One refugee’s story of fleeing war and finding love

Marie Claire Mukambuguje and her husband, Faustin Murengezi pose with three of their children. (Hillman/Alaska Public Media)

Refugee stories are often about fear: people fleeing their homes because they fear for their safety. But they can also be stories of joy. One Anchorage woman and her family took a path from war to love, and finally, to Alaska.

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Marie Claire Mukambuguje fled Rwanda during the genocide in 1994 only to find herself caught up in the war in the neighboring Democratic Republic of the Congo.

For months, she walked more than 300 miles through the dense forest with a group of other civilians and some soldiers. They were trying to escape areas of fighting. During that time, she was forced to marry a soldier and stayed with him for four turbulent, violent years. Together they had a son. When aid agencies finally helped her escape the forest and relocate to Congo-Brazzaville, she wasn’t free of her violent husband.

“After one months, two months he can come (again),” Mukambuguje recalled while sitting in her living room, surrounded by family. “And then he go in the forest and then he back again.”

Mukambuguje worried he would try to kill her.

But this isn’t that story. This is the story of how she met her current husband, Faustin Murengezi.

Mukambuguje was working at a hospital in Congo-Brazzaville and living alone with her son. One of her coworkers knew she was single, so he brought his friend, Murengezi, to visit her. He proposed that day, but the way Marie Claire saw it, she didn’t need a husband.

“So now I can pay my rent. I can buy my clothes…What can you do for me?” Mukambuguje said, her children and husband laughing in response.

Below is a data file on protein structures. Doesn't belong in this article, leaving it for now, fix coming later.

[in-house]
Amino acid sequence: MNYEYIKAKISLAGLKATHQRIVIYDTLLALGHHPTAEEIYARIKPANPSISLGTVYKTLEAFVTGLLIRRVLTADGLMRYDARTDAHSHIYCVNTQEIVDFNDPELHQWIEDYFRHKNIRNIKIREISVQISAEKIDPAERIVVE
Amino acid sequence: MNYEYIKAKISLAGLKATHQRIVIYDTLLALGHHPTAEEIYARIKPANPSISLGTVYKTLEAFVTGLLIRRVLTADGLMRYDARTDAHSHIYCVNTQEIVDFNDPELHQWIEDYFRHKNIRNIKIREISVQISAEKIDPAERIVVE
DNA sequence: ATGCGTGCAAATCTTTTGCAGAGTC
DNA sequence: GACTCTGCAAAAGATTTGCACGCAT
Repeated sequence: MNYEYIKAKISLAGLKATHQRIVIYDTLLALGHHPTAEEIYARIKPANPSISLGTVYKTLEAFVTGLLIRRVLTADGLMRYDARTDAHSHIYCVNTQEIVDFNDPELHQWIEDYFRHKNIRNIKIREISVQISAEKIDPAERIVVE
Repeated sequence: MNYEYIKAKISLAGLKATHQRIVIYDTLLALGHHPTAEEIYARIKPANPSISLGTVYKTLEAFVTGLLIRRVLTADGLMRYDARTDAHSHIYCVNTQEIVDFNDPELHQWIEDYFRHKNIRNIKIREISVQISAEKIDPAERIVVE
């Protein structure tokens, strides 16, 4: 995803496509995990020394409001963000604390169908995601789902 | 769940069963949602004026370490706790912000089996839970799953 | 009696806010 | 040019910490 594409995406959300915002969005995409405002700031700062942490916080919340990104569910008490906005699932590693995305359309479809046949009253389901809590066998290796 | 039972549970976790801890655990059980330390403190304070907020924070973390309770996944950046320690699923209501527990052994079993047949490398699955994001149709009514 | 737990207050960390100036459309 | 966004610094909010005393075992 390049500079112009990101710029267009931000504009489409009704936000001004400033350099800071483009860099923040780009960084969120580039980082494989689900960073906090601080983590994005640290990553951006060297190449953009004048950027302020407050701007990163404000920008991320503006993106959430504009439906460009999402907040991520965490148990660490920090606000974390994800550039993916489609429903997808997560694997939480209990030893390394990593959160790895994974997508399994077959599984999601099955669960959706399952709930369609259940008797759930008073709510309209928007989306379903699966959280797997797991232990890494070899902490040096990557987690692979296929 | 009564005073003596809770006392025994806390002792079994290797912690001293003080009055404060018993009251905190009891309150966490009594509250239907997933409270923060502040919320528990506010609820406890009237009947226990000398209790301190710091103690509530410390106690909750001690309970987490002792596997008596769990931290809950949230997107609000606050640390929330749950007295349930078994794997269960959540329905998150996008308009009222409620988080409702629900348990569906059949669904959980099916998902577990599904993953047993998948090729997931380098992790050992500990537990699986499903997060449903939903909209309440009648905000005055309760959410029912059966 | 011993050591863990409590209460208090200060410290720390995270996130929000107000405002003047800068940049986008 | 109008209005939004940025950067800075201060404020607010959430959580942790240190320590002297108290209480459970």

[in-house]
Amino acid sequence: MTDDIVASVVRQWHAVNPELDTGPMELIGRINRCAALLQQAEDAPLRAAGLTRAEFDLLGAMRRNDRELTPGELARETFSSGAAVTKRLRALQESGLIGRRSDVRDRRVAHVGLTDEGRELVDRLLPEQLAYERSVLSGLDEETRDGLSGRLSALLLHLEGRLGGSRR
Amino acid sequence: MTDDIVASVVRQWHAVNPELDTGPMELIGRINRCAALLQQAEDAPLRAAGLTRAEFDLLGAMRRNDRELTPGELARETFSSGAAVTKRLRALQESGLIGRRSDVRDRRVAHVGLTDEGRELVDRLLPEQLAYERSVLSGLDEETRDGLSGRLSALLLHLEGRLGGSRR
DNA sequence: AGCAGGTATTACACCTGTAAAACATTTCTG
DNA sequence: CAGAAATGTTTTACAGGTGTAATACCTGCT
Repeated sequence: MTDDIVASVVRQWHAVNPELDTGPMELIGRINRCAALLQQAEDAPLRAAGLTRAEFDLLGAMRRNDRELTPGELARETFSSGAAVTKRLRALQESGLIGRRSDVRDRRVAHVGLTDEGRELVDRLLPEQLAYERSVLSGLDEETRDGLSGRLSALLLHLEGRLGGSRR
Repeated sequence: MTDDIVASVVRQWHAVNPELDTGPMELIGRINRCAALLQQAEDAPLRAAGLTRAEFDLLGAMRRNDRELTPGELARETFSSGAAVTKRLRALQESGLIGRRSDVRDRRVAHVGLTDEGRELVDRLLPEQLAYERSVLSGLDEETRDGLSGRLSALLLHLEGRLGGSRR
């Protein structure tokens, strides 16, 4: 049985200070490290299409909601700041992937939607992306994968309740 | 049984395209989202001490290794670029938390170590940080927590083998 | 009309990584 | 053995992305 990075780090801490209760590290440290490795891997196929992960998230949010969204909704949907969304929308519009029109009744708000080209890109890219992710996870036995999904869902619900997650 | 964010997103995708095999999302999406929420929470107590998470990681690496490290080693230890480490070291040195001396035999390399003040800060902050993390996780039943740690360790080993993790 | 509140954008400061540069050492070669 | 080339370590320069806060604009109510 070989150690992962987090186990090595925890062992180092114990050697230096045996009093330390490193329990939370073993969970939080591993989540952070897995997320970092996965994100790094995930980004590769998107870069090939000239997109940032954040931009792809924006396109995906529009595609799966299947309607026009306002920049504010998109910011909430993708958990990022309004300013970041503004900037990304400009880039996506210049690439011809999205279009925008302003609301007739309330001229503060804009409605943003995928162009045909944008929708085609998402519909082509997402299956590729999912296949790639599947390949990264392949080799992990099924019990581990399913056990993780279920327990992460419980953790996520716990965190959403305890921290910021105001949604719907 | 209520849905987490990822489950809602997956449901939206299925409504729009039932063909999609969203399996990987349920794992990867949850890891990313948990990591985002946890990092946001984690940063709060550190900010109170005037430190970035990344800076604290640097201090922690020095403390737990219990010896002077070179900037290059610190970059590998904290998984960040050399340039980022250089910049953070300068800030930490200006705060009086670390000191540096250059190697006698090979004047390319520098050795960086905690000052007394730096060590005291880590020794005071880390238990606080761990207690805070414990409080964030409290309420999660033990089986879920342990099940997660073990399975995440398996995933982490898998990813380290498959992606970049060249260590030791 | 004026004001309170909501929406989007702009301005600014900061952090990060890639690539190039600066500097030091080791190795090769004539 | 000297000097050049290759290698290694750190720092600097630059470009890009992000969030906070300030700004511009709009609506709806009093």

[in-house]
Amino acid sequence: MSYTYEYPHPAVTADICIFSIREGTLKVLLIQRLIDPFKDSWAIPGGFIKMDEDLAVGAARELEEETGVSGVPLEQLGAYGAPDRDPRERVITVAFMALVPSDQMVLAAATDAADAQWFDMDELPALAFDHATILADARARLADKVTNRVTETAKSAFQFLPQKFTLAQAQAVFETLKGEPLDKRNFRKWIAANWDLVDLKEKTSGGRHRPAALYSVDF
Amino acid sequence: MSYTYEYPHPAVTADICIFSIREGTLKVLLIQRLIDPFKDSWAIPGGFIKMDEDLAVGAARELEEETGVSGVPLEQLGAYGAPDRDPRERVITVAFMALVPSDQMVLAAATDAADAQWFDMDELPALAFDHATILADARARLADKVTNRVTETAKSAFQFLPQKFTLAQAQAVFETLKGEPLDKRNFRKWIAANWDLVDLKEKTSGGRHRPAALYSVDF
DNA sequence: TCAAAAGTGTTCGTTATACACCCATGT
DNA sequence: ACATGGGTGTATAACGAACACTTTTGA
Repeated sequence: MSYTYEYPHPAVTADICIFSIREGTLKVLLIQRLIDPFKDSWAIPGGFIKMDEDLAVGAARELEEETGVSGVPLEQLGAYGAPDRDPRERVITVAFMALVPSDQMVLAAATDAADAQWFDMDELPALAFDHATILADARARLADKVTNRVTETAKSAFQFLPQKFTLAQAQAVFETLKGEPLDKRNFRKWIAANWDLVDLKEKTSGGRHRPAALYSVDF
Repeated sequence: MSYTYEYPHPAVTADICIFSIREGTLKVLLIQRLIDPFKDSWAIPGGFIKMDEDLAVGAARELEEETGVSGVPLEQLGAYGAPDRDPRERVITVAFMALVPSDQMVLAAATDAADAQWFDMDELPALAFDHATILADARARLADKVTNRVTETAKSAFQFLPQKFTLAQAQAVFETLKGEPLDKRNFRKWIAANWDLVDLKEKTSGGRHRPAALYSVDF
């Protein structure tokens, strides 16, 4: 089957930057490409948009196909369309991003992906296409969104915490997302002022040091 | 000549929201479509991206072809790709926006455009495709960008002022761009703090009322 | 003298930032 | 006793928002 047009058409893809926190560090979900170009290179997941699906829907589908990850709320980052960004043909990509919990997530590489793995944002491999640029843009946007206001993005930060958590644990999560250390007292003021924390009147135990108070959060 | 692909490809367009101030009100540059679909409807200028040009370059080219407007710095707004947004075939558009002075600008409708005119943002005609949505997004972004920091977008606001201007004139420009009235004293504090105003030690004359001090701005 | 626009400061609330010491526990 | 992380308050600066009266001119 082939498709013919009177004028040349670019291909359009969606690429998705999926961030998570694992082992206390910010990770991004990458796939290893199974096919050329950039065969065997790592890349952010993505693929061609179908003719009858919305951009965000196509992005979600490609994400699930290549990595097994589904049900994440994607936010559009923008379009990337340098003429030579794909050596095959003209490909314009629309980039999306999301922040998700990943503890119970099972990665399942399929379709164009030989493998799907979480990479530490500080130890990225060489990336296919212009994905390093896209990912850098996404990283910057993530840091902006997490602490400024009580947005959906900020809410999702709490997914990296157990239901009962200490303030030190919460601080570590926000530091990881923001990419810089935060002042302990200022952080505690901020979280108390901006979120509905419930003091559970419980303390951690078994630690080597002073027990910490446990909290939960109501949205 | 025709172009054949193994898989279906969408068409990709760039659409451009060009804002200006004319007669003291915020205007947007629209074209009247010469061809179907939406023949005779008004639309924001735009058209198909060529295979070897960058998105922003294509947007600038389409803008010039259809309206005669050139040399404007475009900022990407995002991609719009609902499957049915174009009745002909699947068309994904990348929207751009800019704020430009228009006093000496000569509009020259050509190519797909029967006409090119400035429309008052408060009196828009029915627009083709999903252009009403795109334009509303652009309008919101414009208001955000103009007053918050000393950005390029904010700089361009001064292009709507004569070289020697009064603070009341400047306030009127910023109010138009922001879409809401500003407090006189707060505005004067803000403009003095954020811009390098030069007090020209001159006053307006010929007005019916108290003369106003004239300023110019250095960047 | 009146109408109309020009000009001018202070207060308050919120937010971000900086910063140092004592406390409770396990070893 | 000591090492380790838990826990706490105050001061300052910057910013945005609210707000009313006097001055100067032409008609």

Mukambuguje’s first marriage was miserable. She feared going home from work. Why should she try it again? “I live four year with someone…I never feel love.”

But Murengezi came back to see her at the hospital, and this time, he was alone. He told her all about his past life – how he taught in Rwanda and was a person of faith. He was married before, too, but when fleeing the fighting in the forest, his was separated from his first wife. He waited for her for six years before accepting that she had probably died.

Mukambuguje said her friends told her to give him a chance. “Start again your life. Don’t stay like this. You are still young. You can start your life and then life can be good for you,” she said. “I was always refuse.”

She decided to pray about it. Then, one night, she dreamt that someone was coming to attack her and her son in their apartment, just like her former husband had done.

“I scared – maybe someone is coming again,” Mukambuguje recalled. “I wake up – no person. Three times.”

The next time she had the dream, she heard Murengezi’s voice. “He says, ‘This is my wife. If I saw you again here, we fight.’”

Mukambuguje said she couldn’t go back to sleep and went in the morning to see her pastor. The pastor said maybe it was a sign from God. She never dreamed of being attacked again.

Soon after the dream, they were married. Mukambuguje said being with Murengezi is very different than her first marriage – he cares for her.

“He’s funny,” Mukambuguje said with affection. “I see big difference.”

Together they had three more children, but they were not safe in Congo-Brazzaville. Her first husband tried to kidnap her oldest son. The family applied to be resettled in a new country, and about a year ago, they arrived in Anchorage.

Mukambuguje sat with her husband on the couch, remembering how people described Alaska to her.

“It’s very, very cold. Yeah,” Mukambuguje said, her husband nodding along side her. “Cold, no cold. For me, I need to be in a safe place.”

Now Mukambuguje is safe, working full-time as a housekeeper at the Marriott and training new employees, while her husband, who used to teach and work in public health, attends classes and looks for another job.

They leaned together on the couch, posing a lot like they are in the wedding photo that hangs on the wall right above them, one of the few belongings they carried to help make Anchorage their home.

After being told innumerable times that maybe she asked too many questions, Anne Hillman decided to pursue a career in journalism. She's reported from around Alaska since 2007 and briefly worked as a community radio journalism trainer in rural South Sudan.
ahillman (at) alaskapublic (dot) org | 907.550.8447  |  About Anne

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